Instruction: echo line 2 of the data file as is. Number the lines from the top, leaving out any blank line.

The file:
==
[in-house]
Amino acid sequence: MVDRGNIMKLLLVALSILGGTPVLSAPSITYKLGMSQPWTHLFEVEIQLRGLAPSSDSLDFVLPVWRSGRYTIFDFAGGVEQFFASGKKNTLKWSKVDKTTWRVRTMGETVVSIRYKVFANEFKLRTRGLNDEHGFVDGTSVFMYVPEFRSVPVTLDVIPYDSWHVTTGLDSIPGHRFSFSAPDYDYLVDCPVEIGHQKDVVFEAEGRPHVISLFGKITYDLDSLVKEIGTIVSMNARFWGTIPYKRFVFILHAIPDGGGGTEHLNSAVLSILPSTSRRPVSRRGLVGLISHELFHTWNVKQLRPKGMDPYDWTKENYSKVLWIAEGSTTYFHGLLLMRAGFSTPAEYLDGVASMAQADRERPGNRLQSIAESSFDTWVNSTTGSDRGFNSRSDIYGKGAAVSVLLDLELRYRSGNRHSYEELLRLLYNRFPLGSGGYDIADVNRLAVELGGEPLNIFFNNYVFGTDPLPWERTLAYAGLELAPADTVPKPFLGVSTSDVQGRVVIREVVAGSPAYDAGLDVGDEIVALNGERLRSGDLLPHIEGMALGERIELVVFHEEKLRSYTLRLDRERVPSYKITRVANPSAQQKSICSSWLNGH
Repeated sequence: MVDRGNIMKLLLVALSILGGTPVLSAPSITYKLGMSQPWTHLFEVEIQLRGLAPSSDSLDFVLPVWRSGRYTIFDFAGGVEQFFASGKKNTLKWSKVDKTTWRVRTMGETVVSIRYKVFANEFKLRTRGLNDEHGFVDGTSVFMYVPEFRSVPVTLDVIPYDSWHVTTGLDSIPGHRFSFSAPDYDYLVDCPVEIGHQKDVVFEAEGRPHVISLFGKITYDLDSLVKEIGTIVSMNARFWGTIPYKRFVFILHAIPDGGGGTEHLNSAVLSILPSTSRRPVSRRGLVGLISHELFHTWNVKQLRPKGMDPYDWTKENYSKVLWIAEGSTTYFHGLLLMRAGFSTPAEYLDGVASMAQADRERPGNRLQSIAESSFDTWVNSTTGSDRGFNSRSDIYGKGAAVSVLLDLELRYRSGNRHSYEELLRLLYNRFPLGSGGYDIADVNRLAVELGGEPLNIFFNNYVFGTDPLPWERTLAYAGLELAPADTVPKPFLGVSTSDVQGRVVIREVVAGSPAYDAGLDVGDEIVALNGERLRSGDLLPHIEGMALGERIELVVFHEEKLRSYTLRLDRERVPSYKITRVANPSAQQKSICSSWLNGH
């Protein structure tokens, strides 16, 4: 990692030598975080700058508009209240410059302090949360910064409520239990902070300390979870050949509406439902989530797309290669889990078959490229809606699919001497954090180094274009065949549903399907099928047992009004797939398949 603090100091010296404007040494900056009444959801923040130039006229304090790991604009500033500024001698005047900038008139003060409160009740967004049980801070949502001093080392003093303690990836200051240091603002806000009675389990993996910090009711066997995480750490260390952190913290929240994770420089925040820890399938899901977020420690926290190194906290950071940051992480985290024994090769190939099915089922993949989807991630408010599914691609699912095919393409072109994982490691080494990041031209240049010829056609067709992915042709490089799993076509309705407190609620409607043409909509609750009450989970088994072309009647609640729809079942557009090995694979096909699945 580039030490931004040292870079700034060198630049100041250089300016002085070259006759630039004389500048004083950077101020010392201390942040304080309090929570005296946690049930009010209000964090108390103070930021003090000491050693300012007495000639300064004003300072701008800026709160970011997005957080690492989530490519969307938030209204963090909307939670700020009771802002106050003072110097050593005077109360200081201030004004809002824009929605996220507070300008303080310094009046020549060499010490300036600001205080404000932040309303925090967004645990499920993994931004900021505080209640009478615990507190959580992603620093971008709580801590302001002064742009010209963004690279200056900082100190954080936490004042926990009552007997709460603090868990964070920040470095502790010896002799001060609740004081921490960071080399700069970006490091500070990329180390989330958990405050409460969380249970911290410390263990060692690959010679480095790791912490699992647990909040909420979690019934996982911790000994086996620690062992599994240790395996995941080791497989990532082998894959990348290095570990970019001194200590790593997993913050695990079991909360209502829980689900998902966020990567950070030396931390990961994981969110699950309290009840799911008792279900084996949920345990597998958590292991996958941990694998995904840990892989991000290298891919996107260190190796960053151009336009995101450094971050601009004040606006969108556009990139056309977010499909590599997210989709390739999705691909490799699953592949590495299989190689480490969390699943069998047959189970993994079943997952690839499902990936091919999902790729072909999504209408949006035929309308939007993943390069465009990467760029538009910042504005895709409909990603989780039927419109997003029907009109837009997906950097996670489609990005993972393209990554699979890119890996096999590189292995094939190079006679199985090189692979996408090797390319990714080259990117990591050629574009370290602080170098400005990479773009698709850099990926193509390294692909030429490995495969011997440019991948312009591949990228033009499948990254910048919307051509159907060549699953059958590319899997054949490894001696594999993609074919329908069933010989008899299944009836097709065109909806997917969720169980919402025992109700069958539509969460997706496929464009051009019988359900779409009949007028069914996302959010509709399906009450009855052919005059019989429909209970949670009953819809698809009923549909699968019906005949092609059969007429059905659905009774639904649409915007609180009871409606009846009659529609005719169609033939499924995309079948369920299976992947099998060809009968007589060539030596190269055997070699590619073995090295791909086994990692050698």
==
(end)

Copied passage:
Amino acid sequence: MVDRGNIMKLLLVALSILGGTPVLSAPSITYKLGMSQPWTHLFEVEIQLRGLAPSSDSLDFVLPVWRSGRYTIFDFAGGVEQFFASGKKNTLKWSKVDKTTWRVRTMGETVVSIRYKVFANEFKLRTRGLNDEHGFVDGTSVFMYVPEFRSVPVTLDVIPYDSWHVTTGLDSIPGHRFSFSAPDYDYLVDCPVEIGHQKDVVFEAEGRPHVISLFGKITYDLDSLVKEIGTIVSMNARFWGTIPYKRFVFILHAIPDGGGGTEHLNSAVLSILPSTSRRPVSRRGLVGLISHELFHTWNVKQLRPKGMDPYDWTKENYSKVLWIAEGSTTYFHGLLLMRAGFSTPAEYLDGVASMAQADRERPGNRLQSIAESSFDTWVNSTTGSDRGFNSRSDIYGKGAAVSVLLDLELRYRSGNRHSYEELLRLLYNRFPLGSGGYDIADVNRLAVELGGEPLNIFFNNYVFGTDPLPWERTLAYAGLELAPADTVPKPFLGVSTSDVQGRVVIREVVAGSPAYDAGLDVGDEIVALNGERLRSGDLLPHIEGMALGERIELVVFHEEKLRSYTLRLDRERVPSYKITRVANPSAQQKSICSSWLNGH